The Science of Ourselves: Seventy Years Ago This Week, a Letter in the New Statesman Launched the Mass-Observation Project. It Was the Birth of a Public Fascination with "Ordinary" Lives Which Is Still with Us, Argues Joe Moran
Moran, Joe, New Statesman (1996)
It all began with a letter published in the New Statesman 70 years ago, on 30 January 1937. The letter was jointly written by three diversely talented young men: Tom Harrisson (an anthropologist and ornithologist), Humphrey Jennings (a painter and film-maker) and Charles Madge (a poet and Daily Mirror journalist). It invited volunteers to co-operate in a new research project, an "anthropology at home ... a science of ourselves". Its list of suggested topics for investigation read like a surrealist poem on the hidden strangeness of mundane life: "Behaviour of people at war memorials ... Shouts and gestures of motorists ... Anthropology of football pools ... Beards, armpits, eyebrows ... Female taboos about eating".
The letter announced the founding of Mass-Observation, an organisation that aimed to investigate daily life in modern Britain in the same way as anthropologists were studying remote, tribal societies. It soon acquired an enthusiastic army of lowly paid or unpaid researchers. They interviewed people in the street, wrote down conversations overheard in pubs, factories and public toilets, and observed people carrying out ordinary activities such as smoking, drinking and dancing. Baffled journalists dismissed these quotidian researchers as "busy-bodies", "snoopers" and "psycho-anthropologic nosy-parkers". The NS's critic joked that the typical mass-observer must have "elephant ears, a loping walk and a permanent sore eye from looking through keyholes".
But there was a point to all this nosiness. Mass-Observation wanted to plot "weather-maps of public feeling", to make ordinary citizens' lives and thoughts better known to the people who governed them. It was less than a decade since every adult over 21 had won the vote, and there were few systematic attempts by either politicians or the press to find out the views of electors. Ordinary people were rarely seen or heard on film or radio: the newsreels did not bother with vox pops, and Lord Reith's BBC was staunchly upper-middle-class and dinner-suited. Mass-Observation was annoyed by the lazy assumptions about "the man in the street" by this media/political elite--"a tiny group, with different habits of mind, ways of life, from those millions they are catering for".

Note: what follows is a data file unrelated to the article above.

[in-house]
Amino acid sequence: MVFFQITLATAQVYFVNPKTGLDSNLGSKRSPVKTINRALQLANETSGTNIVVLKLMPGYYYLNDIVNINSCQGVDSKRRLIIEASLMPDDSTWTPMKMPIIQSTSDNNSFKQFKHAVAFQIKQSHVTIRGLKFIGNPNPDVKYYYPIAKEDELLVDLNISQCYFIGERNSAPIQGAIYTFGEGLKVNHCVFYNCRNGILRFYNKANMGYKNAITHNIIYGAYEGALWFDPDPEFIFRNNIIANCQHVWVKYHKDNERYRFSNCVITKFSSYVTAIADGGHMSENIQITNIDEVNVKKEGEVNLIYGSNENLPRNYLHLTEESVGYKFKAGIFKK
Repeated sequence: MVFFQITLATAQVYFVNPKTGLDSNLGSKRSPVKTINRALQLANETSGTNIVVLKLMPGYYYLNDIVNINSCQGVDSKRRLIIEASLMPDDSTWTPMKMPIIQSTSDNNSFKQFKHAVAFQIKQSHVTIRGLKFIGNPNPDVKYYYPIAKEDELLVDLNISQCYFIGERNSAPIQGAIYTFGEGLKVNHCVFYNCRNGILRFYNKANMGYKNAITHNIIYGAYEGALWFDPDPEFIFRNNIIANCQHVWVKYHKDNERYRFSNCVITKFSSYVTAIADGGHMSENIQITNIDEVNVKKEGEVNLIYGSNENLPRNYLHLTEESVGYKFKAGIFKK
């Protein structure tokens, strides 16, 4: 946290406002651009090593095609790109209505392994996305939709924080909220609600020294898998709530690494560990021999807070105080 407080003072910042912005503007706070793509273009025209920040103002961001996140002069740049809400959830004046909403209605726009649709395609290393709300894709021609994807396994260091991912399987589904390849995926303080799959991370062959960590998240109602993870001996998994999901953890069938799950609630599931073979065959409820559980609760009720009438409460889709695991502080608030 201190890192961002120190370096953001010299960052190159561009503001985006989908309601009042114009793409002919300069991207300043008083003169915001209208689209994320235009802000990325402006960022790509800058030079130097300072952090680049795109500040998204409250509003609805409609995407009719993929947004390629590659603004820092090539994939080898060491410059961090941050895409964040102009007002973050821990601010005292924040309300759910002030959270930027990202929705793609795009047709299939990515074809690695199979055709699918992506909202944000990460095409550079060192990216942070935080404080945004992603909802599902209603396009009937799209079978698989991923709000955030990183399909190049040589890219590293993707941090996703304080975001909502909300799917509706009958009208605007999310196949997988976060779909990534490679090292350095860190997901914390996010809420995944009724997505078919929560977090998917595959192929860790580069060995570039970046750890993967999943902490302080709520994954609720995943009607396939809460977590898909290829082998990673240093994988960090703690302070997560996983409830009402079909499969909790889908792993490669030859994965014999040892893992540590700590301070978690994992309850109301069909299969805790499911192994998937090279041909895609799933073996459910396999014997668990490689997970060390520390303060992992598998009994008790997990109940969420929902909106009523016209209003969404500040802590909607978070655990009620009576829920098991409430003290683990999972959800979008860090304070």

Mass-Observation produced some fascinatingly quirky domestic anthropology, but never quite lived up to these ambitious political aims. It churned out millions of words on countless subjects, from the contents of sweet-shop windows to the way that smokers held their cigarettes--far more than it could ever get round to collating, never mind interpreting. After the Second World War, the project petered out as its volunteers dispersed and its founders moved on to other projects.
By then, academic sociology had taken over some of the same territory. Compared to the more rigorous sampling techniques of social science, Mass-Observation's statistical obsessions--using stopwatches to time people drinking pints in pubs, say, or working out the percentage of men wearing caps on a Sunday--seemed somewhat lacking in scholarly rigour. The general democratisation of cultural life after the war also made it more awkward to look at people anthropologically. Harrisson's stated aim of applying anthropological methods to the study of "the cannibals of Lancashire, the head-hunters of Stepney" now carried a whiff of Old Harrovian hauteur. Standing in public toilets to make field notes takes a certain kind of self-assurance; and it would not survive the scrutiny of an academic ethics committee today.
But the fizzling out of Mass-Observation after the war was more than an academic question. It is also a story about changing understandings of British politics and culture, the repercussions of which are still being felt today. After the war, as daily life became more comfortable and less politically contentious, non-academic social research shifted away from anthropological observation towards the narrower analysis of consumer choice. …